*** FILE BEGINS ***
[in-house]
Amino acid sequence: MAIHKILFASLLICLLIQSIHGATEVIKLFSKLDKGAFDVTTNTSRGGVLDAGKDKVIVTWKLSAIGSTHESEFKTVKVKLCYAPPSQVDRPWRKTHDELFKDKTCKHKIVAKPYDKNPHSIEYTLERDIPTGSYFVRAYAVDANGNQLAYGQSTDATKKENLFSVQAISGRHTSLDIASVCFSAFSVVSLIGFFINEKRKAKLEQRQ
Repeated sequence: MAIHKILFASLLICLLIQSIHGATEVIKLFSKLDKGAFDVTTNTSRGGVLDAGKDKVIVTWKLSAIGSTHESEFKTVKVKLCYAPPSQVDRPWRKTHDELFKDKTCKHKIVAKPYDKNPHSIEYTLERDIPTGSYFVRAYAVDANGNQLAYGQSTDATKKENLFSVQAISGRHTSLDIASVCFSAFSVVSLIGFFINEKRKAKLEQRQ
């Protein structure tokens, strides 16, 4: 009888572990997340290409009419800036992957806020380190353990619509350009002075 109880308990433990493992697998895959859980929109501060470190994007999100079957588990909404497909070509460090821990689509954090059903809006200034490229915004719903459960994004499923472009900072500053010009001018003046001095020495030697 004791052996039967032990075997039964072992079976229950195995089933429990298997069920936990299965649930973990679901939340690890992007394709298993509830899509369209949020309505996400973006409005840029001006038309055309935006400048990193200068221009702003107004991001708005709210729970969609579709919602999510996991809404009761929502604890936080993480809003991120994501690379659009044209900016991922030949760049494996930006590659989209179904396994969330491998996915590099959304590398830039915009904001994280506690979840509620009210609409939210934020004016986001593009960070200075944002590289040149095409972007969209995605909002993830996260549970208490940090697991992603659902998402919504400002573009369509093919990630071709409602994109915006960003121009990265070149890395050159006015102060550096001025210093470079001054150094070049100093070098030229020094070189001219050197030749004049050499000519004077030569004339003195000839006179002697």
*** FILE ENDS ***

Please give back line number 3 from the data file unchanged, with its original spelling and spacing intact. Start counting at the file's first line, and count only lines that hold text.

Repeated sequence: MAIHKILFASLLICLLIQSIHGATEVIKLFSKLDKGAFDVTTNTSRGGVLDAGKDKVIVTWKLSAIGSTHESEFKTVKVKLCYAPPSQVDRPWRKTHDELFKDKTCKHKIVAKPYDKNPHSIEYTLERDIPTGSYFVRAYAVDANGNQLAYGQSTDATKKENLFSVQAISGRHTSLDIASVCFSAFSVVSLIGFFINEKRKAKLEQRQ